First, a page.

And maybe just to add to that, Tony. I think some of the focus that we've certainly seen with our customers is taking a metal package to replace a single-use plastic package. So not necessarily on-the-go but that single-use kind of component of plastic packaging. The other thing I would add is where there's packaging that doesn't really add value to the overall package that may be in a non-desirable substrate that we can put a metal component onto an existing package and create the value add for our customers. And it also checks the box for sustainability because it's a fully recyclable product. So I think that's more of the focus, George, are those two areas and maybe on-the-go for what we're looking at specifically right now.

Anthony J. Allott -- Chairman of the Board and Chief Executive Officer

So I think what you heard really is across the board. I definitely agree with Adam. So I think the bigger point then -- I mean, I think single-serve is probably a stronger point than on-the-go. And Adam, I think you've said that well. But there are a lot of areas. And so I think we are -- we're stretching our mind like everybody else and saying it's more about metals and work in metals do things that others can't. And so that's actually been good for us. I think it's going to be good for the planet ultimately. So your second one is opportunity for capital. I think -- I mean we look all over for best place for capital. I think Bob said exactly right. We look for where is the growth needed, where is the opportunity, what are the returns on it. I think we are skewed a little bit more toward growth than maybe we were at one time on just cash generation, and that's really because the equity market seems to be sending us a pretty strong signal right now that growth's important.

So that means that probably on balance, Dispensing and Specialty Closures is going to get the earlier nod for things. And there's plenty of opportunities there. But I wouldn't go so far to say that Metal Containers came up with a really good -- let's come back to our sustainability answer as an example, that we wouldn't fund it. We would. So I think, ultimately, back to Bob's point, which is anything that's going to get us a strong return. Cash is pretty cheap. And so we're going to make investments where we need to. But to your very direct question, on balance, if everything else were equal, probably Dispensing and Specialty Closures will get it first just because it's probably a growthier, long-term answer, and that seems to be more valued today.

George Staphos -- Bank of America -- Analyst

And in DSC, is it more organic or M&A in terms of the opportunity set, recognizing there's no yes or no, black-and-white answer? Thanks again, guys.

Anthony J. Allott -- Chairman of the Board and Chief Executive Officer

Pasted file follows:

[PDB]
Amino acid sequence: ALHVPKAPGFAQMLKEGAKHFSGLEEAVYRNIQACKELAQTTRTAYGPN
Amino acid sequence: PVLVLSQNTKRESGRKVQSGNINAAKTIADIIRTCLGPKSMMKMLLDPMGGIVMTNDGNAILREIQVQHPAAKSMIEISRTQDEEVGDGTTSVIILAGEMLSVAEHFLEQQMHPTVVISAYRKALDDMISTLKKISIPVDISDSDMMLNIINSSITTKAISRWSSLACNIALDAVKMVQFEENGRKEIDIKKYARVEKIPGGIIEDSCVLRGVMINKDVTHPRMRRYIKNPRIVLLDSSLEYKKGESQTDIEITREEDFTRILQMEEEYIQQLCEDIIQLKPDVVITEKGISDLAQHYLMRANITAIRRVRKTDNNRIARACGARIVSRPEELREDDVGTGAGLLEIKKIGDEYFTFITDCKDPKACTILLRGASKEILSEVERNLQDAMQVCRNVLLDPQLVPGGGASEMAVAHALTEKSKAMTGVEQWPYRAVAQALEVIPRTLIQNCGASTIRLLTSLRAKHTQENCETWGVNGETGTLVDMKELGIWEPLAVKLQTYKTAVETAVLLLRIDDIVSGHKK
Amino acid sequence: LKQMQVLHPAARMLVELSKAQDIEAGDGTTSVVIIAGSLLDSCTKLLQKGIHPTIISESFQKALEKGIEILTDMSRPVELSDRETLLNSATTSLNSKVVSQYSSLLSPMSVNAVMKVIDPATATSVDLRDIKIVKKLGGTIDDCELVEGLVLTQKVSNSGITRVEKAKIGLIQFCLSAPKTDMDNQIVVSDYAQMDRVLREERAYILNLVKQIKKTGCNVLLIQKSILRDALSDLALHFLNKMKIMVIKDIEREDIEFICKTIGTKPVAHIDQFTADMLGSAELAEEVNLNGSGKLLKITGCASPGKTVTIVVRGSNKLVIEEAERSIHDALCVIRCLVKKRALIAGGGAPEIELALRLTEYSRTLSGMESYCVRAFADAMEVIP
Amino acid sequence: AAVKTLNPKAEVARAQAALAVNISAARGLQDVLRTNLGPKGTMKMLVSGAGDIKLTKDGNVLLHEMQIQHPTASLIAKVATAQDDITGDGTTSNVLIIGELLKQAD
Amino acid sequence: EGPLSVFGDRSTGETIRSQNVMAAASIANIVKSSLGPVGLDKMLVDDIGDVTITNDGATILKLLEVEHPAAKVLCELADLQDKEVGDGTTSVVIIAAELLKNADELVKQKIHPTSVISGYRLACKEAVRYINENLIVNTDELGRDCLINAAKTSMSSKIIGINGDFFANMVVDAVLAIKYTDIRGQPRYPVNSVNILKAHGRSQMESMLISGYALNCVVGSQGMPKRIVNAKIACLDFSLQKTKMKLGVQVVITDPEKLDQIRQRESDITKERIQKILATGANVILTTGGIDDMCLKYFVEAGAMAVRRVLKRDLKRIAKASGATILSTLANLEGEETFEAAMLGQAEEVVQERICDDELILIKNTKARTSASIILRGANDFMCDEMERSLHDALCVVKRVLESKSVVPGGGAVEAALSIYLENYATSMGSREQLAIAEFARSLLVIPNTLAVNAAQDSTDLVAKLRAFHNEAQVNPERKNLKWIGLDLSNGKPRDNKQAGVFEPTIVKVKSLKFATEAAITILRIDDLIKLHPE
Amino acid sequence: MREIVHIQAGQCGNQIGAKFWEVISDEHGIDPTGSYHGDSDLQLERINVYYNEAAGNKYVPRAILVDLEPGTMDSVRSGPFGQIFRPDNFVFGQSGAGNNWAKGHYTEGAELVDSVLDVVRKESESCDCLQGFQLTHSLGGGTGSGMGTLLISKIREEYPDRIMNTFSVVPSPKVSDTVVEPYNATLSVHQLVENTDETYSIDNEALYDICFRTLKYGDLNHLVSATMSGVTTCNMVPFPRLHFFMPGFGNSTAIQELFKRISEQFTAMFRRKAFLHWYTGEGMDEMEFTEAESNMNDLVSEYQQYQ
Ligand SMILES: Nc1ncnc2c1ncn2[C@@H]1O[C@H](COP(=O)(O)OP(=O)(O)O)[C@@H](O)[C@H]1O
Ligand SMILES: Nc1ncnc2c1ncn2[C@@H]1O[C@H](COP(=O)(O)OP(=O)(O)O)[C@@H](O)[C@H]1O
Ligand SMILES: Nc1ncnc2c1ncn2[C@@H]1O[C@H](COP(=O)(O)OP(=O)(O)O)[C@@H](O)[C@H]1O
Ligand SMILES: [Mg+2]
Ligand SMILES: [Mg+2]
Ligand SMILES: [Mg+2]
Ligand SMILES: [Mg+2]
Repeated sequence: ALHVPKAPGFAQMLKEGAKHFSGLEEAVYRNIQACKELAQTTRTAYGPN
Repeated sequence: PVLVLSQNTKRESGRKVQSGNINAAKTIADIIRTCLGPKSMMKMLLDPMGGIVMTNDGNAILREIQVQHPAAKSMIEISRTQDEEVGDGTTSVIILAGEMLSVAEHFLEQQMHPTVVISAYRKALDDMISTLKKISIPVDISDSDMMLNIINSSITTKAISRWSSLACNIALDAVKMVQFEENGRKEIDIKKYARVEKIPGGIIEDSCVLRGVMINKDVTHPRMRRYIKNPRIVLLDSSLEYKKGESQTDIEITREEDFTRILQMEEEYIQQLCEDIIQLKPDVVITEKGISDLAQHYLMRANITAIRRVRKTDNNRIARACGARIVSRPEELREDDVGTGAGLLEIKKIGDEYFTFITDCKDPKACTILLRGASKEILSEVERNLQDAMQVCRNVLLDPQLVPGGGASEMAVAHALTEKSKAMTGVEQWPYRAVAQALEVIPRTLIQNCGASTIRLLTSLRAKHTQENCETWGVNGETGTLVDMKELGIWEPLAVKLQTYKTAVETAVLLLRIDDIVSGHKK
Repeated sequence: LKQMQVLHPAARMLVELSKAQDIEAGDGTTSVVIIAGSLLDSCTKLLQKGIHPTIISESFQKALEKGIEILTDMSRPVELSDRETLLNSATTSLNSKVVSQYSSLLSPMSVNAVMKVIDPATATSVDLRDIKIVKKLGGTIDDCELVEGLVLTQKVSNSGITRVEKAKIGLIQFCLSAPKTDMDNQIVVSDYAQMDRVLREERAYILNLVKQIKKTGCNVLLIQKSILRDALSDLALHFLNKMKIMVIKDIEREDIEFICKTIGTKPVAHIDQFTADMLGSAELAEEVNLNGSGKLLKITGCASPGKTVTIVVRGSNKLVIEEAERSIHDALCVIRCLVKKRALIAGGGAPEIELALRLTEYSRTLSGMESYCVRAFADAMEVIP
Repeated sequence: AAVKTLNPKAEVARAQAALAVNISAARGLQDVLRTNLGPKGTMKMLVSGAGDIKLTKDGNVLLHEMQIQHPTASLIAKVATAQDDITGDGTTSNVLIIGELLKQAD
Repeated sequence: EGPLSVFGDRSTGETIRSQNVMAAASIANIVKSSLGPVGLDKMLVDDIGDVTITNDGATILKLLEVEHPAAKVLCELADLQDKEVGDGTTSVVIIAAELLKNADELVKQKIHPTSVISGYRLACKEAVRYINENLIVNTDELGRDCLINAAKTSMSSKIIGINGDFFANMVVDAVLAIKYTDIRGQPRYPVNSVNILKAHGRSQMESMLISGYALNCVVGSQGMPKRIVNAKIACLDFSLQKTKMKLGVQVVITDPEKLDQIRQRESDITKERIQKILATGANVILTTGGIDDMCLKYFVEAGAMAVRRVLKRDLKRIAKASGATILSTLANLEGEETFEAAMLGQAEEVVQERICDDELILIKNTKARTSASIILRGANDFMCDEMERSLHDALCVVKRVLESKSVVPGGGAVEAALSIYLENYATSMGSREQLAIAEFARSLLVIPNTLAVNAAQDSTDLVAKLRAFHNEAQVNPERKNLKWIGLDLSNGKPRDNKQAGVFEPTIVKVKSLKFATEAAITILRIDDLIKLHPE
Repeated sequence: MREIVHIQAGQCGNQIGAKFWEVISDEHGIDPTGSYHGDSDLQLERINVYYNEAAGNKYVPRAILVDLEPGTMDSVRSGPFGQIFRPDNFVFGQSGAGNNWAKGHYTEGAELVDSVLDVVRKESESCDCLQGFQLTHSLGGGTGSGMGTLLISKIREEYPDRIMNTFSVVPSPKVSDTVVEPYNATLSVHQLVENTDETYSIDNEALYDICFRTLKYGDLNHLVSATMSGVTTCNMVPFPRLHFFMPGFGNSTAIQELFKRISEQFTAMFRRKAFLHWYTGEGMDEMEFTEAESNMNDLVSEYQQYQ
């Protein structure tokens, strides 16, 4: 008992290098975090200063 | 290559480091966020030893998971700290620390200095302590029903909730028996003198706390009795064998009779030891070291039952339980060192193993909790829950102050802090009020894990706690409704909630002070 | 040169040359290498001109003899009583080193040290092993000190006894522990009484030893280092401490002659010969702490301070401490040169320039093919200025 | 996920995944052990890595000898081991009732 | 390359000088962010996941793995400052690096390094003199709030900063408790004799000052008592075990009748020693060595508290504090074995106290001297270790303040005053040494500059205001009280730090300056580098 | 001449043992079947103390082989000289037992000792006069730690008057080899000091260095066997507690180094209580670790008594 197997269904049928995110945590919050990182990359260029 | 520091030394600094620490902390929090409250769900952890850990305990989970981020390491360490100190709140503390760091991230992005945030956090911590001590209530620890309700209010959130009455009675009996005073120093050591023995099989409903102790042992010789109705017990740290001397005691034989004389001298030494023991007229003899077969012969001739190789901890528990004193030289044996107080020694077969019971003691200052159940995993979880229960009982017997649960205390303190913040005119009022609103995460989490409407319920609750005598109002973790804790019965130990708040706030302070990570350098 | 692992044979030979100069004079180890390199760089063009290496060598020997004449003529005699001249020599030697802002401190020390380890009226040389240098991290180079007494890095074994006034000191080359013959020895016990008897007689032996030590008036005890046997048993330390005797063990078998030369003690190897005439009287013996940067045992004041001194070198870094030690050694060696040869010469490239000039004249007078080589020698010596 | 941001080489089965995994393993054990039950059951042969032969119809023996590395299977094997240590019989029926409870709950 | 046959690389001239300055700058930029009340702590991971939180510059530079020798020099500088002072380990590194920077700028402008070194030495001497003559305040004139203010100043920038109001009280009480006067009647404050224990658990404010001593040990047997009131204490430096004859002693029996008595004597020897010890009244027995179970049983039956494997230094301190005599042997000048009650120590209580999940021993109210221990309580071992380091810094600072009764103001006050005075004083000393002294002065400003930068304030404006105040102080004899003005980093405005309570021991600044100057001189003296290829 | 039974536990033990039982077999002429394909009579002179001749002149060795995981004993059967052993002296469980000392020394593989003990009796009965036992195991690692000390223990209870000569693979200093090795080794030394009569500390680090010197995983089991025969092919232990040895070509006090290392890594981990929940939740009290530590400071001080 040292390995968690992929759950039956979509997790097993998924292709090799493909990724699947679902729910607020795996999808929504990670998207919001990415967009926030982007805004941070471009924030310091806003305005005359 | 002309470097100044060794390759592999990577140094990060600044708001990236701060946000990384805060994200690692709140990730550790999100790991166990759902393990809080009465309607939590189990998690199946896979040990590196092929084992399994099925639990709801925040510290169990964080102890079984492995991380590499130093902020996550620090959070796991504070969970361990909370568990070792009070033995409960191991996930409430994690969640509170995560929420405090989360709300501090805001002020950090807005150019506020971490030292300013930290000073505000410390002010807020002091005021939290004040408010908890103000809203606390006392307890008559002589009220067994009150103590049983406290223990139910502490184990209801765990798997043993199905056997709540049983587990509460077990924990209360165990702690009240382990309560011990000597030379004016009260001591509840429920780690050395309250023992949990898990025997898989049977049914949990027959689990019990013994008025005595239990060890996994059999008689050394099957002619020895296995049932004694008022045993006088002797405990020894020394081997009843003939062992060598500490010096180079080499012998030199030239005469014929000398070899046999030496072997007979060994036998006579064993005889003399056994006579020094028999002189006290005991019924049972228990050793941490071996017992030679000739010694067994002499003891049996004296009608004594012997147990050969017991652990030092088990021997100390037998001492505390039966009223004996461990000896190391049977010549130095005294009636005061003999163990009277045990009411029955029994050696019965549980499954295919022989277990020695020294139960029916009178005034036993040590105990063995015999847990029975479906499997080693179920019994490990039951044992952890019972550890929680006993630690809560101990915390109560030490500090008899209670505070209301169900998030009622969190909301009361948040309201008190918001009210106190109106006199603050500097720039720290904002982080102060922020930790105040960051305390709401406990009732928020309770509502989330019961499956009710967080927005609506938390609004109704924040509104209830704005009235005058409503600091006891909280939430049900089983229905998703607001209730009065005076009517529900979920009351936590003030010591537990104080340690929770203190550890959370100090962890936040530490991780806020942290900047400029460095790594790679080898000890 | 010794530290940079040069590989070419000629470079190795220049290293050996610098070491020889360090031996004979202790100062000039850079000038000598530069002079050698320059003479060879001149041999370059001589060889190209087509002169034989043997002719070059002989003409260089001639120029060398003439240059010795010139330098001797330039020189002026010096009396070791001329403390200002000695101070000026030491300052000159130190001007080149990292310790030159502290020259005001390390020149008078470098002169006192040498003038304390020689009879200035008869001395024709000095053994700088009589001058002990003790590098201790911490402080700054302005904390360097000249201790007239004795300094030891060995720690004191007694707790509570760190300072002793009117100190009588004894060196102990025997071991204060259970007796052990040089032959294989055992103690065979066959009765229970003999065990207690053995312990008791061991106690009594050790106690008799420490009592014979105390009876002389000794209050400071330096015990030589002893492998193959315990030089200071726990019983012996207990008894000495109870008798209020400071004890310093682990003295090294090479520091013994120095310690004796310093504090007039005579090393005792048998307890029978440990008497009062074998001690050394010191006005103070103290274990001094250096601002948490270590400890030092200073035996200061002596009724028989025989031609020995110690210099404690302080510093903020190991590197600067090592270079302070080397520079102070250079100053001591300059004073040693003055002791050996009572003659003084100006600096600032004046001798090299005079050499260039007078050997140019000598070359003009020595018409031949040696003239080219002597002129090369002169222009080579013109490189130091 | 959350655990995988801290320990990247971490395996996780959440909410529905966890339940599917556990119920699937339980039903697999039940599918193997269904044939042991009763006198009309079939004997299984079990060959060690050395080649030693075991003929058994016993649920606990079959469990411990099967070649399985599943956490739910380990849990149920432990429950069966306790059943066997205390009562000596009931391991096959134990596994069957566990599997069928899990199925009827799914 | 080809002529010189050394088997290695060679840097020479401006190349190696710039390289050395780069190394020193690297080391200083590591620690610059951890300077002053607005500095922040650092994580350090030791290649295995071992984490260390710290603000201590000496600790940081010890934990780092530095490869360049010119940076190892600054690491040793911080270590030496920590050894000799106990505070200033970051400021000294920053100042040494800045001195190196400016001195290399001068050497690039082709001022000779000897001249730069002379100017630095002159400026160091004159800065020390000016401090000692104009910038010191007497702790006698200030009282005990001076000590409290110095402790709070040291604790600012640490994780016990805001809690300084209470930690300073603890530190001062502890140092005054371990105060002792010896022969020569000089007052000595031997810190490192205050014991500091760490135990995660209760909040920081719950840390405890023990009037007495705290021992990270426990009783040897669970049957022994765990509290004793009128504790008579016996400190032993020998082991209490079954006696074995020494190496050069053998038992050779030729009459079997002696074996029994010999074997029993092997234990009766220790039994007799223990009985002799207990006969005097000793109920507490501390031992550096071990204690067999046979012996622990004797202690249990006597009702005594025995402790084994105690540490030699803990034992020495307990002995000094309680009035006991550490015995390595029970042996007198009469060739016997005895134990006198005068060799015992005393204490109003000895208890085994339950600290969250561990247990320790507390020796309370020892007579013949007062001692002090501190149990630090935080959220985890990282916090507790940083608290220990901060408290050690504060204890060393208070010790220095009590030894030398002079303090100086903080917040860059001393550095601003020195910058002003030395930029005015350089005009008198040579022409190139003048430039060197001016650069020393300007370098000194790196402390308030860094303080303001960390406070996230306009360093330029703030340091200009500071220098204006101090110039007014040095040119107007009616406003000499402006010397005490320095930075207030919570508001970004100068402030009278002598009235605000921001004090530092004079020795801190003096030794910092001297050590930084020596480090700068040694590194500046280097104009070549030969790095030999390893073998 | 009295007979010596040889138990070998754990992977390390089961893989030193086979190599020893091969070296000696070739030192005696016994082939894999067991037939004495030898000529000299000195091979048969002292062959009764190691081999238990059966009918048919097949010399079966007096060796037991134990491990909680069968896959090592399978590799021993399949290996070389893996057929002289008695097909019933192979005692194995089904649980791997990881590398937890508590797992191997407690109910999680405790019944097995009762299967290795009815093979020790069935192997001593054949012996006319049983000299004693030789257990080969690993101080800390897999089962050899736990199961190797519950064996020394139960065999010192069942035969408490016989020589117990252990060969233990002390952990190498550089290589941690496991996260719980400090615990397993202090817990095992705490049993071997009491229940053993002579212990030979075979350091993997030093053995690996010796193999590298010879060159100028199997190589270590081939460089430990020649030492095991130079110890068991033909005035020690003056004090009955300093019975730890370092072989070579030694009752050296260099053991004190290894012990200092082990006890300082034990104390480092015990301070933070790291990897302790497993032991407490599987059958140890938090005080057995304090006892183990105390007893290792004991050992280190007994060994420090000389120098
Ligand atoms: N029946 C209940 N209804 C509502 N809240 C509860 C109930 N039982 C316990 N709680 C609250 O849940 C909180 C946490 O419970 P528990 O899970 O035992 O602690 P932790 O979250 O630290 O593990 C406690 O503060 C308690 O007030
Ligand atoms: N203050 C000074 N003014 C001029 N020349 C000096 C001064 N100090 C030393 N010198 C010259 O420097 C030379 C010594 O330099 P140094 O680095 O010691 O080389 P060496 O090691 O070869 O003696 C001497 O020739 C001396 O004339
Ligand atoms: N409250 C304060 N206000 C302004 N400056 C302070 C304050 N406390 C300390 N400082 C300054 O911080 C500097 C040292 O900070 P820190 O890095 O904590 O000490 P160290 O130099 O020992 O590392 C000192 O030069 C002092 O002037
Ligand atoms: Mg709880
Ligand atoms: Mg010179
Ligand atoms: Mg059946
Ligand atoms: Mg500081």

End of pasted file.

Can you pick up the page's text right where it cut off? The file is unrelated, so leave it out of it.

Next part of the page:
No yes or no, black and white. There's plenty of organic opportunities. First of all, just what I have already said, there's embedded in what we bought, there's still opportunity. But there's also a lot of wet edges to what we do. There's a lot of direction. I mean there's a -- we're in healthcare with really good stuff. We're in all kinds of skin care, which is a booming market in certain parts of the world. So what's great about the Dispensing and Specialty Closure business uniquely is it touches a lot of really interesting market opportunities. And so there's plenty of organic but then also if you can do acquisitive with it. And really, one of the strengths that we always talk about in Silgan is you've got so much of this cash generation that comes from some of our other businesses that kind of gives us a turbocharger to go after these growth areas when we want to.

George Staphos -- Bank of America -- Analyst

Thank you, guys. I really appreciate it.

Operator

Thank you. So we'll now take our next question from Adam at KeyBanc.

Adam Josephson -- KeyBanc -- Analyst

Thanks, everyone. I really appreciate it. Tony, just following up on that last question in your response about what the equity markets are rewarding. You had an Analyst Day a couple of years ago, when at -- which time you made the case that you thought you were undervalued versus peers. And obviously, since then, we've had a pandemic that no one saw coming that's been quite beneficial for your business for however long it lasts. So one would think that, all else equal, the gap versus peers would have narrowed as a consequence of the pandemic. But I'm guessing you would agree that, that has not been the case. Can you just kind of revisit those sentiments you expressed two years ago? And what, if anything, has changed in your mind since? And do you think the current gap is appropriate or unwarranted for any particular reason?

Anthony J. Allott -- Chairman of the Board and Chief Executive Officer